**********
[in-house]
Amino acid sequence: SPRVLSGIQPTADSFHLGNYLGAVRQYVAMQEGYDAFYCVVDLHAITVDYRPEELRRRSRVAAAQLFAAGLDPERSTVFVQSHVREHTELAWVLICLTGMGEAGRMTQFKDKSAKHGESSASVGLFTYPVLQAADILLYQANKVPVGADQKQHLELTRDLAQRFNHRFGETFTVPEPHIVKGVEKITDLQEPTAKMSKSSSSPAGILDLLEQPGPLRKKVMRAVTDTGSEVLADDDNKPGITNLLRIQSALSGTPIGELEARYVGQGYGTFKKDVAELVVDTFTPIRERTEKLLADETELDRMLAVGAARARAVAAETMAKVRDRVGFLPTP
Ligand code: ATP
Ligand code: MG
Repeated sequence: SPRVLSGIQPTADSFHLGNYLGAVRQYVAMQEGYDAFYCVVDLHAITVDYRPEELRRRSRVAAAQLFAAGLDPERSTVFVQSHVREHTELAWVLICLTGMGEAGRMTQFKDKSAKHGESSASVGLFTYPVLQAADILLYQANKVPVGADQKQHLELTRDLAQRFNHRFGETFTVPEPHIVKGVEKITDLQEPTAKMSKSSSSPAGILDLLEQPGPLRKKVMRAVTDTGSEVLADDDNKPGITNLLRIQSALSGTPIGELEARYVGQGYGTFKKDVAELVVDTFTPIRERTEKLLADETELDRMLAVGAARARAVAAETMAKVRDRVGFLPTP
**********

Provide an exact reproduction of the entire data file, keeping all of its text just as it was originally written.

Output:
[in-house]
Amino acid sequence: SPRVLSGIQPTADSFHLGNYLGAVRQYVAMQEGYDAFYCVVDLHAITVDYRPEELRRRSRVAAAQLFAAGLDPERSTVFVQSHVREHTELAWVLICLTGMGEAGRMTQFKDKSAKHGESSASVGLFTYPVLQAADILLYQANKVPVGADQKQHLELTRDLAQRFNHRFGETFTVPEPHIVKGVEKITDLQEPTAKMSKSSSSPAGILDLLEQPGPLRKKVMRAVTDTGSEVLADDDNKPGITNLLRIQSALSGTPIGELEARYVGQGYGTFKKDVAELVVDTFTPIRERTEKLLADETELDRMLAVGAARARAVAAETMAKVRDRVGFLPTP
Ligand code: ATP
Ligand code: MG
Repeated sequence: SPRVLSGIQPTADSFHLGNYLGAVRQYVAMQEGYDAFYCVVDLHAITVDYRPEELRRRSRVAAAQLFAAGLDPERSTVFVQSHVREHTELAWVLICLTGMGEAGRMTQFKDKSAKHGESSASVGLFTYPVLQAADILLYQANKVPVGADQKQHLELTRDLAQRFNHRFGETFTVPEPHIVKGVEKITDLQEPTAKMSKSSSSPAGILDLLEQPGPLRKKVMRAVTDTGSEVLADDDNKPGITNLLRIQSALSGTPIGELEARYVGQGYGTFKKDVAELVVDTFTPIRERTEKLLADETELDRMLAVGAARARAVAAETMAKVRDRVGFLPTP